The relief that the audio conference is over is immense. I like speaking in front of people, not through a phone where I can’t feed off their energy. I also found it difficult because I did not know if the attendees had slides, or who my audience was. Were they mainly cataloguers? RAs? Without knowing who is attending, it is difficult to go beyond an introduction of ideas, to really just present the surface layer of a detailed and challenging topic. Should I have delved further into the logistics, problems and actual steps to implement the ideas I was presenting on surrounding collaboration between frontline staff and catalogues (rather than just introducing this topic, exploring a bit into why I’m exploring it and some ideas as to how to do this)? That’s hard to do in 45 minutes, not knowing if your attendees have access to your slides, or what area of librarianship they practice.
Despite the challenges and considerations that had to be made because of the unknown, I felt good about the presentation. Would I do it again? Yes, I think I would. As for feedback about the presentation, there were several comments regarding the pace/style. While the majority indicated pacing was good and they felt that the presentation was engaging, I had one comment indicate that it was clear I was reading from a script, and therefore it was a bit monotonous at times. Good points, all. I don’t mind constructive criticism and a lot has to do with the level of interest in the topic or personal preference. But it is something I’m going to keep in mind for the future.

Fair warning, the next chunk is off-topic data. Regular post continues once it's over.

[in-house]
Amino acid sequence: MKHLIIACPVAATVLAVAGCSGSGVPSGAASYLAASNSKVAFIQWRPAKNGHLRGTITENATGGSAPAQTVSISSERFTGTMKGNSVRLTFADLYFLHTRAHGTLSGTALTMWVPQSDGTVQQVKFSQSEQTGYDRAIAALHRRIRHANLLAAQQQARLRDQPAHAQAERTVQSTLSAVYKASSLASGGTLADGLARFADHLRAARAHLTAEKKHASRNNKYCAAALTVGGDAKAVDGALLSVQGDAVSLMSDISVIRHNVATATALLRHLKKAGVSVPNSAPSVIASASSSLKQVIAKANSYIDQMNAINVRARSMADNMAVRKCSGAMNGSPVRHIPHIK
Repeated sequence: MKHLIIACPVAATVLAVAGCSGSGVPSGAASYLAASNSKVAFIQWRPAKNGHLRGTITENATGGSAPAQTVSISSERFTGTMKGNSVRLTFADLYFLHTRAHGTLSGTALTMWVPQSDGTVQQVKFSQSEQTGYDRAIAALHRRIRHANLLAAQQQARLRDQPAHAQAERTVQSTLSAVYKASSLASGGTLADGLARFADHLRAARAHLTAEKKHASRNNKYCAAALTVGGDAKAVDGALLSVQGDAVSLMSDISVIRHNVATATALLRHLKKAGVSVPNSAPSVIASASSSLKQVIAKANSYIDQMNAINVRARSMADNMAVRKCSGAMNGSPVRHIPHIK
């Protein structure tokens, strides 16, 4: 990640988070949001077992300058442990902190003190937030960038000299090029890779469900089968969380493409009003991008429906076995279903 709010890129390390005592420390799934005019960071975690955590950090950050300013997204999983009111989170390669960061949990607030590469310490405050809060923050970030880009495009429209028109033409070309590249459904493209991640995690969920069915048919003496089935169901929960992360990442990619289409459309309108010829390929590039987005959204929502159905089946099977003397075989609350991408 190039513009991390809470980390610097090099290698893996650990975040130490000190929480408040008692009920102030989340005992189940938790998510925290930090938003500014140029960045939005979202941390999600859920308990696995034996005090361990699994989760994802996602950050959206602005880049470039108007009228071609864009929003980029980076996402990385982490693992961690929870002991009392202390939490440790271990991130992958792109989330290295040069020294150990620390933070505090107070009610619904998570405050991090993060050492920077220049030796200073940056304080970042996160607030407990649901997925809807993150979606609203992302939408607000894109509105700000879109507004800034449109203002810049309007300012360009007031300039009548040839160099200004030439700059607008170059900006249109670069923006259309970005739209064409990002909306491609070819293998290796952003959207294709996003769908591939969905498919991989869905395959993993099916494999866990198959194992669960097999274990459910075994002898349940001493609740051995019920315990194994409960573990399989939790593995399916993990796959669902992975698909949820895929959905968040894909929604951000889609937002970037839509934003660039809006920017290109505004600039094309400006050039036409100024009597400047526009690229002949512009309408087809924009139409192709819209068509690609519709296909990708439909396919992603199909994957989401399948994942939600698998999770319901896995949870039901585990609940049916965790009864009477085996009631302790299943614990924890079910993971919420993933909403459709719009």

I also had several comments asking for specific examples that go along with my ideas, including libraries doing this. So, I’m providing a list at the end of this post of library catalogues that should be explored for their use of social features and RA potential.
However, I would like to share a comment with you that, as cataloguers (and RAs too) I thought you’d be interested in:
“…we are familiar with social features for the online catalogue. I thought the discussion of changing expectations for RA service was good, but not the discussion of “community” – as if all library users have similar reading interests, or even want to “share”. Also, the idea of collaboration with cataloguers seemed a bit naive, given that MOST library cataloguing is outsourced or “copy cataloguing“. [Emphasis added]
Catalogues to check out:
Queen’s Borough Public Library
Streaming cover art, popular/recommended book lists seamlessly linked with their catalogue, AquaBrowser. Examples of adding tags, reviews, or ratings as well as faceted navigation.
Oxford County Library
Example of library catalogue using NoveList Select, which provides recommended/suggested titles within bibliographic records. Try a search on the popular book title Shutter Island.
Halifax Public Libraries
Use of Narrative Nonfiction subject heading sub-genres – memoirs, true adventure, reporting, microhistory and so on.
Use of annotated summaries created by RAs (see the link below, If you like Christopher Moore…)
Use of linkable lists within the catalogue created by RAs. For example, “If you like Christopher Moore…”
Halifax Public Libraries, The Reader Blog
Example of books linking back into the library catalogue